When Andy Mallows set up Hensol Castle Distillery last August, he deliberately created it to be able to cope with any eventuality. He had no idea then, of course, that within eight months the young business would be making hand sanitisers for hospitals and care workers in the midst of a lethal pandemic – or that he would be struggling with getting the supplies to make the vital gel.
Andy, at the distillery in the Vale of Glamorgan, didn’t hesitate to say yes when he got a call from the Welsh Government to ask if he could turn some of his production line over to making the life-saving equipment. But he’s finding it easier said than done with bottlenecks appearing as the cost of essential supplies skyrockets.
The distillery has 800,000 litres of sanitiser ready to distribute to customers including NHS Health Boards, local authorities and social care providers. But Andy had to resort to LinkedIn to appeal for suppliers of PET bottles after the cost of the bottles shot up from 1p to 65p each.
Andy described the response to his LinkedIn appeal for bottles as “fantastic”. One provider stepped forward to supply 300,000 bottles, while another is selling the distillery 150,000.
But Andy says those will all go within two weeks. Care workers want 100ml bottles they can take with them when they are travelling to see elderly and vulnerable clients in their homes. For the hospitals, the distillery is filling one or 5 litre containers, so they can either refill their own bottles or have a pump station on their wards.
Meanwhile the cost of glycerol, a key ingredient in the making of sanitiser, has also shot up from £600 per 1,000 litres to £1,300, and with the producers holding out for the best price from desperate sanitiser makers, it’s been difficult to secure a reliable source.
“We made a test batch to make sure our guys could make it, but then couldn’t make any more because we didn’t have a supplier for the glycerol. But we’ve found a supplier now and are hoping to get some by Tuesday.”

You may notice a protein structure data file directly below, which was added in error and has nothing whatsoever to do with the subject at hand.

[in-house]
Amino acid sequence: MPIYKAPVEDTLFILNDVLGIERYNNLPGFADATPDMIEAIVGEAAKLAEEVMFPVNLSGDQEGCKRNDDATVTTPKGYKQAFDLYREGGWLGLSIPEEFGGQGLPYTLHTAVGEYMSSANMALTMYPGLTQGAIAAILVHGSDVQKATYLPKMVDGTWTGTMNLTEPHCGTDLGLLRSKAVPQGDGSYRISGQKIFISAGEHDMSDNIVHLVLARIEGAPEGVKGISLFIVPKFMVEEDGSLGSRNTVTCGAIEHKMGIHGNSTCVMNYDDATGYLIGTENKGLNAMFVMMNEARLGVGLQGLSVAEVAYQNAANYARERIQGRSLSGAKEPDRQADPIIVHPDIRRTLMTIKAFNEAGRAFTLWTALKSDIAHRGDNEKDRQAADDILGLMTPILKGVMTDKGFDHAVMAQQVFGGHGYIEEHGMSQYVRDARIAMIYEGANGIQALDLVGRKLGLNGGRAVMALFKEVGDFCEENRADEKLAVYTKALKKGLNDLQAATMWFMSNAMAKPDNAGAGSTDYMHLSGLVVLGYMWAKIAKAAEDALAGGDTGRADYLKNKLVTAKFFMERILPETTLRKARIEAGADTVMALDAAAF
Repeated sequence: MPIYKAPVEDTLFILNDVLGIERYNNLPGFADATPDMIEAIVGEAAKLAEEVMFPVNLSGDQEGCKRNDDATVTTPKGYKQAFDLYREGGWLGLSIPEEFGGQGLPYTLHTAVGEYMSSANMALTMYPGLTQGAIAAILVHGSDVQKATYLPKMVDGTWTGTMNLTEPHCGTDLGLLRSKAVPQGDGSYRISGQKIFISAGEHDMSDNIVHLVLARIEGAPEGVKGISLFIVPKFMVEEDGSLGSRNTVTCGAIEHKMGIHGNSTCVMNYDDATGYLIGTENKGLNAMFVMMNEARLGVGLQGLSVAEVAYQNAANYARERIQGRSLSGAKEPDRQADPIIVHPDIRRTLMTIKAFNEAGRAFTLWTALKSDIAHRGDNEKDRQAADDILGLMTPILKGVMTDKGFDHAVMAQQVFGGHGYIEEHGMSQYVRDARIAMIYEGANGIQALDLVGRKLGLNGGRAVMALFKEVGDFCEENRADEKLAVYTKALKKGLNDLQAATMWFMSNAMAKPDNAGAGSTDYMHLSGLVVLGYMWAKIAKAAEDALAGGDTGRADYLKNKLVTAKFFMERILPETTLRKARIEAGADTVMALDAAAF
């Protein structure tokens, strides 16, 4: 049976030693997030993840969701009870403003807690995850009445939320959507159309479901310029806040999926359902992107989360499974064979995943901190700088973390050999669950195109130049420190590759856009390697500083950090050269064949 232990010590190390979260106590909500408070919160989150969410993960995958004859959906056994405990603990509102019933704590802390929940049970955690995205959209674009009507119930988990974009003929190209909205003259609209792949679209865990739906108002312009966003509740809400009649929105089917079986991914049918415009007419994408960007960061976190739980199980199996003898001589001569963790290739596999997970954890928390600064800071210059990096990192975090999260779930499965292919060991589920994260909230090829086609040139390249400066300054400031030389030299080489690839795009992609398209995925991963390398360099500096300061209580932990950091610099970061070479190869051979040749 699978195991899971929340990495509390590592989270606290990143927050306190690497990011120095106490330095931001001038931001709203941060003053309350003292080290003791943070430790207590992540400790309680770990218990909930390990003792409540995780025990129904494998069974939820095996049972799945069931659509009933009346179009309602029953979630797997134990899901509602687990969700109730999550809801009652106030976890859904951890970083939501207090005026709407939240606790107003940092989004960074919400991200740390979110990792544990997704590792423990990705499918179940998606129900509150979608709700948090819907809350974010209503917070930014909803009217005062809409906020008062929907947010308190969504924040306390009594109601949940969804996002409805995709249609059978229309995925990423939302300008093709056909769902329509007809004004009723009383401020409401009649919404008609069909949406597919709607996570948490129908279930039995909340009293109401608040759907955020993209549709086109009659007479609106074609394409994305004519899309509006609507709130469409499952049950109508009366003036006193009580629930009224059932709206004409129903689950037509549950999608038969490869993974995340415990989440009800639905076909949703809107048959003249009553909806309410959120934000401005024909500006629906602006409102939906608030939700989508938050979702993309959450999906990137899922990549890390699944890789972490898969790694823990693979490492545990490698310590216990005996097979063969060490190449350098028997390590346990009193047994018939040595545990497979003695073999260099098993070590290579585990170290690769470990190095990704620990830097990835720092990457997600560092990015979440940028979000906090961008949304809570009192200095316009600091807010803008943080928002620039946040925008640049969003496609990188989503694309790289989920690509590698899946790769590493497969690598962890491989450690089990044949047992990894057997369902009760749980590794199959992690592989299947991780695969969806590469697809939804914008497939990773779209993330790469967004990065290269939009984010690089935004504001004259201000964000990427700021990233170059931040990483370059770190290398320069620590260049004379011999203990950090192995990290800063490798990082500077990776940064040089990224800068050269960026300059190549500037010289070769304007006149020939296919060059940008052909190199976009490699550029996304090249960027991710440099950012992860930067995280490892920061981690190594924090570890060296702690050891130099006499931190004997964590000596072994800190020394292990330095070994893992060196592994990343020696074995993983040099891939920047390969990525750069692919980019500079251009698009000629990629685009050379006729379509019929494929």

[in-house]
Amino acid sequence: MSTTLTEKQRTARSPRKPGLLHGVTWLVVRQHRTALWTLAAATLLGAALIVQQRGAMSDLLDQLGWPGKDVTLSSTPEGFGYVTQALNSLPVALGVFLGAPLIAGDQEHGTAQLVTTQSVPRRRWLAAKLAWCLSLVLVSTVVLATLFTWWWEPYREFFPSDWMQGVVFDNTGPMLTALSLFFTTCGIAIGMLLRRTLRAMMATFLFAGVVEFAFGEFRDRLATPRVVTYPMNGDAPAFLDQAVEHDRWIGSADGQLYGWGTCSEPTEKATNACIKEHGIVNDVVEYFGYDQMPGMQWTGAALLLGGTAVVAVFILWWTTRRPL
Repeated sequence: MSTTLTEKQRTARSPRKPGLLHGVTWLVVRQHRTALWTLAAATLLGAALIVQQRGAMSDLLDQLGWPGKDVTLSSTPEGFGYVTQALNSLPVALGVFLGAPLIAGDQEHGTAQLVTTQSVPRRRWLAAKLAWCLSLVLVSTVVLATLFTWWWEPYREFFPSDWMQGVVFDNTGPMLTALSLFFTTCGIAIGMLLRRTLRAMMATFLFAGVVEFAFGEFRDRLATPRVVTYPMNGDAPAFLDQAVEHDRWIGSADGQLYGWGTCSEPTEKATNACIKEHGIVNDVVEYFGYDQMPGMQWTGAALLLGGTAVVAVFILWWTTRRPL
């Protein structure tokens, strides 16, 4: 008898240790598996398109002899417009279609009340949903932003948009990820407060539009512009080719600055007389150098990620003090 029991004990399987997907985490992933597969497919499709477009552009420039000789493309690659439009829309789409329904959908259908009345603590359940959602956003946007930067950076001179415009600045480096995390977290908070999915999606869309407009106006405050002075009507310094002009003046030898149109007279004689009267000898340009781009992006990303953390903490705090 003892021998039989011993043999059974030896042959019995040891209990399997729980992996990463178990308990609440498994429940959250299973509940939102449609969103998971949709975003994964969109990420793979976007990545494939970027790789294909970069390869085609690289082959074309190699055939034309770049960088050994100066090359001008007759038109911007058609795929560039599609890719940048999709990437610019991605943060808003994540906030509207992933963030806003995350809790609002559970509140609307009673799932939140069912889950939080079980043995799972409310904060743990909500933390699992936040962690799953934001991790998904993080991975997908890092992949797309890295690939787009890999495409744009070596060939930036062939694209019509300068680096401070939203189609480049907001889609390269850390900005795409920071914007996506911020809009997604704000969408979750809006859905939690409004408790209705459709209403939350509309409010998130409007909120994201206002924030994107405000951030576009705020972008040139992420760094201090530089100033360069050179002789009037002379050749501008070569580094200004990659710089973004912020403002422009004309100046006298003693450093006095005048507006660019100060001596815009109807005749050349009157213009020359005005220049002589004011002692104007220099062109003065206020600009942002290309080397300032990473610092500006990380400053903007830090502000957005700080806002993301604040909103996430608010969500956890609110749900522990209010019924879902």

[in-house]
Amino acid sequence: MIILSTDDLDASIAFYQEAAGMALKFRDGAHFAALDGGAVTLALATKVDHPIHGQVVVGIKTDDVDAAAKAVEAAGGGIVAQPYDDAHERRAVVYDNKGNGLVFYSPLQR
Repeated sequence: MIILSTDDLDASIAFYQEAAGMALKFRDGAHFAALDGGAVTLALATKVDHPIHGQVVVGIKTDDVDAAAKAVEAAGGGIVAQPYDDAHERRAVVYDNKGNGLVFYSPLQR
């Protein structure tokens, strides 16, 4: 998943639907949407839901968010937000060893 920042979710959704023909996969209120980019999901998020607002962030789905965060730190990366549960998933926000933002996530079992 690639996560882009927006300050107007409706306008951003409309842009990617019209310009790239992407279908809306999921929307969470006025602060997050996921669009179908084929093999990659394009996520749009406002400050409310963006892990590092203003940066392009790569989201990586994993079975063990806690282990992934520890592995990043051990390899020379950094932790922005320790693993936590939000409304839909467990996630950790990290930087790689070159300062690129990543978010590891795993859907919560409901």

Andy said that he didn’t care how much he had to pay for the glycerol, he just needed a reliable, constant supply. His customers, like Cardiff, Vale and Bridgend councils and the Welsh Government on behalf of the NHS, need a continuous supply for the weeks and months ahead.
But the problems with the cost of supplies has put the young company’s cash flow under severe pressure, and Andy has had to have conversations with the Welsh Government about support in buying stocks.
Andy said that despite the supply difficulties, the distillery was making every effort to meet the demand from its customers.
A few of its back office staff, in marketing and other departments, have been sent home on furlough, but most of the production line workers are busy making either the sanitiser or the distillery’s normal products, such as gin, rum, vodka and liqueurs, which have also seen a surge in demand as people stock up for the lockdown.
Andy said the way companies like his had switched to producing new products was like a wartime mobilisation.
“This is World War 3, but we’re fighting an invisible enemy that’s killing people, and what we’re trying to be is a manufacturer that creates the bullets that fire back. That’s how I’m explaining it to our company and our workers.”